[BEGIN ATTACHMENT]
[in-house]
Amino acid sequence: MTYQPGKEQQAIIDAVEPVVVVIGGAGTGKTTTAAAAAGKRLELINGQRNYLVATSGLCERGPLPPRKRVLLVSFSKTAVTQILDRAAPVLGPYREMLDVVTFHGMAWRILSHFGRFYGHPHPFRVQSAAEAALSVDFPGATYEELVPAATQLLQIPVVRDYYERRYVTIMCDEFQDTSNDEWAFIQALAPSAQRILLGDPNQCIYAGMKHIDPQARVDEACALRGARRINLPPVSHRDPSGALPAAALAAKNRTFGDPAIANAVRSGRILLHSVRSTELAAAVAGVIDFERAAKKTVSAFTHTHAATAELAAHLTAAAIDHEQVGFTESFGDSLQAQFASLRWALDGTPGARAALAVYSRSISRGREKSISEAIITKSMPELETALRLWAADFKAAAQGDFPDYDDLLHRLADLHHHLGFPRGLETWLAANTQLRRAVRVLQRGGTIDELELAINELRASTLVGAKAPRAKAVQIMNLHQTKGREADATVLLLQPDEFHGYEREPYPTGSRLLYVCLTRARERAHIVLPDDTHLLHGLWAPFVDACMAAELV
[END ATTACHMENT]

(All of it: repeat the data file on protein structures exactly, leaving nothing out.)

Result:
[in-house]
Amino acid sequence: MTYQPGKEQQAIIDAVEPVVVVIGGAGTGKTTTAAAAAGKRLELINGQRNYLVATSGLCERGPLPPRKRVLLVSFSKTAVTQILDRAAPVLGPYREMLDVVTFHGMAWRILSHFGRFYGHPHPFRVQSAAEAALSVDFPGATYEELVPAATQLLQIPVVRDYYERRYVTIMCDEFQDTSNDEWAFIQALAPSAQRILLGDPNQCIYAGMKHIDPQARVDEACALRGARRINLPPVSHRDPSGALPAAALAAKNRTFGDPAIANAVRSGRILLHSVRSTELAAAVAGVIDFERAAKKTVSAFTHTHAATAELAAHLTAAAIDHEQVGFTESFGDSLQAQFASLRWALDGTPGARAALAVYSRSISRGREKSISEAIITKSMPELETALRLWAADFKAAAQGDFPDYDDLLHRLADLHHHLGFPRGLETWLAANTQLRRAVRVLQRGGTIDELELAINELRASTLVGAKAPRAKAVQIMNLHQTKGREADATVLLLQPDEFHGYEREPYPTGSRLLYVCLTRARERAHIVLPDDTHLLHGLWAPFVDACMAAELV